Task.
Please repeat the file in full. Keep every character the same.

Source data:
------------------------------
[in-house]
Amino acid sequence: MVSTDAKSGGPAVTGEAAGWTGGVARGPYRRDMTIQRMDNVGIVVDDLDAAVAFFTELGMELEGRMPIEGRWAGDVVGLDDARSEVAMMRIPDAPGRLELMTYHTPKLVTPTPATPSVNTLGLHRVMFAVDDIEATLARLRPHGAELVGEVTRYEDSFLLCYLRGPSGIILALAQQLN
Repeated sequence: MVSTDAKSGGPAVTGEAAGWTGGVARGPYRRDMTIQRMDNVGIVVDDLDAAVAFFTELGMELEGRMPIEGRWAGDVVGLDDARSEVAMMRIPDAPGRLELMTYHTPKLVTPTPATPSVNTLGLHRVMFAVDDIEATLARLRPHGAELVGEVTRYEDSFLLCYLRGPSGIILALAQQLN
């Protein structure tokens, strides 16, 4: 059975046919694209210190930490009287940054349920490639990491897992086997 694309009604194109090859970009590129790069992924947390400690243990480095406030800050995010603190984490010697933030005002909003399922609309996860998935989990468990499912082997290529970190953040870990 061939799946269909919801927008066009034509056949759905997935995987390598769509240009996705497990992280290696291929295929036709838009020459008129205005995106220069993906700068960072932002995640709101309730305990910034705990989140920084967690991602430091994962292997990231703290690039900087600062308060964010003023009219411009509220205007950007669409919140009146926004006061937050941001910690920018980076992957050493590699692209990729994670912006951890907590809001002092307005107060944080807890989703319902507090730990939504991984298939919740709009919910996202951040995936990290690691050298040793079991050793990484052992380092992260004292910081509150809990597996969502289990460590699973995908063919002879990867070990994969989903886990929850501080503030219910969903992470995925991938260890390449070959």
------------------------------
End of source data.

[in-house]
Amino acid sequence: MVSTDAKSGGPAVTGEAAGWTGGVARGPYRRDMTIQRMDNVGIVVDDLDAAVAFFTELGMELEGRMPIEGRWAGDVVGLDDARSEVAMMRIPDAPGRLELMTYHTPKLVTPTPATPSVNTLGLHRVMFAVDDIEATLARLRPHGAELVGEVTRYEDSFLLCYLRGPSGIILALAQQLN
Repeated sequence: MVSTDAKSGGPAVTGEAAGWTGGVARGPYRRDMTIQRMDNVGIVVDDLDAAVAFFTELGMELEGRMPIEGRWAGDVVGLDDARSEVAMMRIPDAPGRLELMTYHTPKLVTPTPATPSVNTLGLHRVMFAVDDIEATLARLRPHGAELVGEVTRYEDSFLLCYLRGPSGIILALAQQLN
């Protein structure tokens, strides 16, 4: 059975046919694209210190930490009287940054349920490639990491897992086997 694309009604194109090859970009590129790069992924947390400690243990480095406030800050995010603190984490010697933030005002909003399922609309996860998935989990468990499912082997290529970190953040870990 061939799946269909919801927008066009034509056949759905997935995987390598769509240009996705497990992280290696291929295929036709838009020459008129205005995106220069993906700068960072932002995640709101309730305990910034705990989140920084967690991602430091994962292997990231703290690039900087600062308060964010003023009219411009509220205007950007669409919140009146926004006061937050941001910690920018980076992957050493590699692209990729994670912006951890907590809001002092307005107060944080807890989703319902507090730990939504991984298939919740709009919910996202951040995936990290690691050298040793079991050793990484052992380092992260004292910081509150809990597996969502289990460590699973995908063919002879990867070990994969989903886990929850501080503030219910969903992470995925991938260890390449070959």